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Russian Chemical Concoction Used in UK Spy Attack Kills British Woman

Two Brits were walking in the street near their home and picked up a curious looking vial. Two weeks later, one of them was dead and the other fighting for his life.

Dawn Sturgess, 44, and her boyfriend, Charlie Rowley, 45, didn’t realize that the vial had an apparent connection to an alleged sinister Russian plot. Sturgess died July 8 and Rowley is still fighting for his life. Both victims are from the sleepy little town of Amesbury in the southern United Kingdom area of Wiltshire. Last month, the pair was poisoned by exposure to the Russian nerve agent known as Novichok.

The two became ill on June 30. Rowley is still seriously ill in the hospital, out of his coma, but Sturgess, a mother of three, died. Investigators found the small vial in Rowley’s home, and are now trying to determine exactly how it got there. They think the couple picked it up off the street. They’ll ask Rowley about it as soon as he is able to help with the investigation.

Sergei Skripal and Daughter Yulia

Sturgess lives just 300 yards from the restaurant where Sergei Skripal and his daughter Yulia had dinner before returning home, where they were poisoned with Novichok in March.

Skripal is a former Russian spy and lives with his daughter, Yulia. Rowley is in the same Salisbury District Hospital, where Sergei and Yulia Skripal spent months after being poisoned. Police suspect that the vial was contaminated in the first attack and carelessly discarded by the attackers. Skripal and his daughter have both recovered enough from the attack to have been released from the hospital.

Sergei Skripal is a Cold War era spy accused by the Russians of also spying for the British MI6 intelligence agency. Skripal and his daughter Yulia were found on a park bench in a catatonic state after being poisoned by Novichok. Agents found a large concentration of the poison on Skripal’s front doorstep; traces were also found at other locations in and around the home.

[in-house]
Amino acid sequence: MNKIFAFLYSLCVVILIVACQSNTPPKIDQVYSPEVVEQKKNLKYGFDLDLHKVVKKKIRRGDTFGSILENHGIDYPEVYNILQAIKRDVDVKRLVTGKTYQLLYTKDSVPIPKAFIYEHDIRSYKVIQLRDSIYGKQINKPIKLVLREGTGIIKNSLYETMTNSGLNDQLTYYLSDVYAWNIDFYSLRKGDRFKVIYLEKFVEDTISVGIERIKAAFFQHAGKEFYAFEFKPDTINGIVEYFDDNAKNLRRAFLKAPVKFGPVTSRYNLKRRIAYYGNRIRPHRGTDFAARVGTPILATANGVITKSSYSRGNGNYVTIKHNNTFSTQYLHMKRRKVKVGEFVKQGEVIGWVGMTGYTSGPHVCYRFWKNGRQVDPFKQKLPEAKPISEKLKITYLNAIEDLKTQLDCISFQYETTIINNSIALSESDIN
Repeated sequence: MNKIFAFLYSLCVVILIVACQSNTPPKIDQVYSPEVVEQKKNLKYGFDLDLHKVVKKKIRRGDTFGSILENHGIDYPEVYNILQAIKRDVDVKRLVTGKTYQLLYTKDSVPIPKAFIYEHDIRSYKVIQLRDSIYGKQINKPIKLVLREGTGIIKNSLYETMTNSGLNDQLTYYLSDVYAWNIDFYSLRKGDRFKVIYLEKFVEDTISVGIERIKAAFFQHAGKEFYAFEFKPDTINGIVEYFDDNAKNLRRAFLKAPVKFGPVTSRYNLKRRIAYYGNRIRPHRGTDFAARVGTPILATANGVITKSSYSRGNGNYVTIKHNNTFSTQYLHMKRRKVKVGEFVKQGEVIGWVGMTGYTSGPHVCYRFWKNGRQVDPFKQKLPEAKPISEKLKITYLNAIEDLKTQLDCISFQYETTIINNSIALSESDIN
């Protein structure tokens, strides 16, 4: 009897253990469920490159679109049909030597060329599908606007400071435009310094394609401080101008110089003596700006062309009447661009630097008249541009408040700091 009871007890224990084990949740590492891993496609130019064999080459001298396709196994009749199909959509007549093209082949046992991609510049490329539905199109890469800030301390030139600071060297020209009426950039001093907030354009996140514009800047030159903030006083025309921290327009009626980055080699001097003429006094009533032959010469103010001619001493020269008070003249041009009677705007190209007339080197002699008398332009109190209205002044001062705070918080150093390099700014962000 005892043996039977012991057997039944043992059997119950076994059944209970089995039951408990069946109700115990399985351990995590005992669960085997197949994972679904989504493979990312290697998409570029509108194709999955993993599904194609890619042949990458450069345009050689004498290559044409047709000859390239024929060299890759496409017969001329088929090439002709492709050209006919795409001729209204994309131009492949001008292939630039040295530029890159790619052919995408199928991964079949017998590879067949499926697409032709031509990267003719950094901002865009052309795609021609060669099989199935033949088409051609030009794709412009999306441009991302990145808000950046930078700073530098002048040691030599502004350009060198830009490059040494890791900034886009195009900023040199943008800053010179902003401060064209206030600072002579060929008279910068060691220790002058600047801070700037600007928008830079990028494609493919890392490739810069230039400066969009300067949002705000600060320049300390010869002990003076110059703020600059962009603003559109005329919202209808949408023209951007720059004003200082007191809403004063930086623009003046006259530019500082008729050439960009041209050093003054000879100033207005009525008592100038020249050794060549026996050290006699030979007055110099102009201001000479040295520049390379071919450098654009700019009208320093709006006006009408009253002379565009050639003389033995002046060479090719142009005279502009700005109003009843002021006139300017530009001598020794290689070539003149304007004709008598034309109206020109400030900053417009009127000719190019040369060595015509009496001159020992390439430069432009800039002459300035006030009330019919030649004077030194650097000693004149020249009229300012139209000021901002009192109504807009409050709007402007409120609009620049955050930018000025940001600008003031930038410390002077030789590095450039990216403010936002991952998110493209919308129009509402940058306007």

Sergei’s wife Liudmila died in 2012 from cancer, and his son Alexandr and his older brother died in St. Petersburg in 2017. Alexandr died of liver failure, a common reaction to Novichok. The U.K. has not arrested anyone in the Skripal case.

Novichok, Deadly Russian Nerve Agent

Novichok is an especially sinister and extremely toxic nerve agent. It was secretly developed by Russian chemists in the Soviet Union between the 1970s and 1990s during the Cold War era as a chemical warfare agent with the purpose of killing rapidly but silently.

No one today knows anything about the chemical, such as how long it stays active and can cause damage, yet a recent BBC article speculated that the chemical concoction could stay around for 50 years. Scientists do know that Novichok, which means “newcomer” in Russian, is not just a single chemical but rather a group of related chemicals designed to kill.

Novichok is designed to interfere with neuromuscular signaling; it disrupts the normal nerve communication between the muscles and the brain, working in minutes to cause seizures and paralyze the heart and respiration muscles, thereby stopping the heart and stopping breathing.

When an insufficient dose is given, as is likely the case with Rowley and Sturgess, death is often delayed and sometimes even prevented, although the victim continues to suffer from serious seizures, muscular issues and liver failure.

Not much is known about the nerve agent. Two Russian chemists have provided limited information. One chemist defected and provided what he knew. The other chemist accidentally poisoned himself with Novichok and had a delayed death. The notes regarding his case have been useful in solving the U.K. crimes.